…be afraid to make mistakes and take risks. This applies to speaking the language as well as traveling. If you get lost when looking for a particular restaurant, don’t panic—the experience and memory of finding your way will teach your brain more efficiently than a semester in a language classroom. The same goes for speaking—making mistakes and taking risks when we aren’t sure of our words is the best way to improve. Native speakers won’t think less of you for making a mistake, rather they will appreciate the effort you are making to learn their language.
…repeat yourself when people ask you “what?” This is a typical beginner scenario: you are immersed in a language in a foreign country, you are meeting native speakers and trying to communicate, and when you take a risk to say something, the native speaker says “What?” When this happens, don’t panic, don’t hide, it does NOT always mean you have made a mistake! Usually it is because your accent is not yet familiar to the person you are speaking with, and they need to hear you a 2nd time to clarify your words. In this case, simply repeat yourself, as clearly as possible, as many times as necessary, even if you aren’t sure of yourself! Many language learners make the mistake of replying with “No nevermind” and they become terrified to take another risk and participate in the rest of the conversation. This is really a shame because it is the moment of truth—having a conversation is making real-world progress that your brain will automatically remember!
…have a script prepared about yourself. When you meet native speakers, they will usually ask you basic questions to make conversation. This could include where you are from, what you do for a living, whether you have children or why you are visiting their country. It’s a good idea to have some of these replies prepared in advance, so you can feel confident meeting new people. As the conversation turns to different topics, you will be less afraid to keep talking and take risks with unprepared, spontaneous conversation. And that is the goal!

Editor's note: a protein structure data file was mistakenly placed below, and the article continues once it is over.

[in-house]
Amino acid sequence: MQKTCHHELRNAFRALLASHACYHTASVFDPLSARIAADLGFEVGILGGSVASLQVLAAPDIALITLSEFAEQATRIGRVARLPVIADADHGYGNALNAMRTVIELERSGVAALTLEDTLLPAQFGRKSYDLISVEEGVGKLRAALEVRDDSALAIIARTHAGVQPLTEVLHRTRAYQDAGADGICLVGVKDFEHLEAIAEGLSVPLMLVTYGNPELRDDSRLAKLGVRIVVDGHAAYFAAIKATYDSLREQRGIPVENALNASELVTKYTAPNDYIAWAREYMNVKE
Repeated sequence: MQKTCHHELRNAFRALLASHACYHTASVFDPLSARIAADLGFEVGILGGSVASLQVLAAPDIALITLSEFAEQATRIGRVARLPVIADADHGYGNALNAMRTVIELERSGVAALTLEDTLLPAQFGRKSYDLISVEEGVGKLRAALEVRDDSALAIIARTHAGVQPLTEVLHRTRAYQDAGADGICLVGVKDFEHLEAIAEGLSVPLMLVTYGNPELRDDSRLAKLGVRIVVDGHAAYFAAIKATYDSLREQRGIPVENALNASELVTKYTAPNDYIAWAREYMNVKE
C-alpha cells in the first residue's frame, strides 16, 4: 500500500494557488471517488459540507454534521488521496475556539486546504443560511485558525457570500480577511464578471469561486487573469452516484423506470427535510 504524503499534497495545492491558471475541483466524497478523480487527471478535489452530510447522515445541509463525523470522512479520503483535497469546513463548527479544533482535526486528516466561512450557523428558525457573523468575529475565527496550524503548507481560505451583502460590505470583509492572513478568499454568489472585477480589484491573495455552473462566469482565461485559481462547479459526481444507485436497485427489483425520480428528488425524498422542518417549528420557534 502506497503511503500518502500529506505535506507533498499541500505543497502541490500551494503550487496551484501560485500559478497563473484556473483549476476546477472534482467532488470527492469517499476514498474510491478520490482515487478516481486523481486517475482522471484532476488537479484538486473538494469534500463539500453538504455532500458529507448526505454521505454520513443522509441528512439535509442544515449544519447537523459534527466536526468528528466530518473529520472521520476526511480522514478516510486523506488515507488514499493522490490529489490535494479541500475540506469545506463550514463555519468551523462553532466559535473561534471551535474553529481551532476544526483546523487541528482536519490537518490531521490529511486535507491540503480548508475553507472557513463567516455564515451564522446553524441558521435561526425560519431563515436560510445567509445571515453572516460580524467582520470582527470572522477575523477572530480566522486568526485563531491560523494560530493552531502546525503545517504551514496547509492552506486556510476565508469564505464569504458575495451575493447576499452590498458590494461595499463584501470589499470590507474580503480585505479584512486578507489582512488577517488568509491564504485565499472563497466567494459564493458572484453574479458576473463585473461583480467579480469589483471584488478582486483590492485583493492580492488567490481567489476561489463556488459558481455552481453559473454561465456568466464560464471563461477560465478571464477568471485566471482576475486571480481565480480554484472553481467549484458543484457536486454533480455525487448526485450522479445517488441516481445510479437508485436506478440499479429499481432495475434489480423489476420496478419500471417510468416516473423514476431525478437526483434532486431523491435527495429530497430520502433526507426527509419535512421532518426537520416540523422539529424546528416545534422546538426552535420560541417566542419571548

…be grateful for your circumstances even if you aren’t comfortable. Traveling abroad isn’t all wine and roses—as we all know things can go wrong. From bad hotels to getting lost to getting your passport stolen, there is potential for a plethora of problematic situations. Even something small, such as not liking the food or the place where you are or the people you are with, can make one very uncomfortable and homesick for their familiar language and culture. But remember, when these situations arise, think of them as another big opportunity to learn something, and don’t be afraid to express yourself. If you don’t like the main dish, chances are someone else will agree with you. These are the emotional scenarios that help our brain remember better. And once you get back home, you’ll be amazed at your ability to handle the entire adventure in another language.
So what are you waiting for? Book your flights and pack your bags for a memorable linguistic holiday. You’ll be surprised at what you can learn in just a couple weeks!
Have you travelled somewhere just to improve your English?
Did you find it was a good way to learn English? Why or why not?
We always love to read your comments below!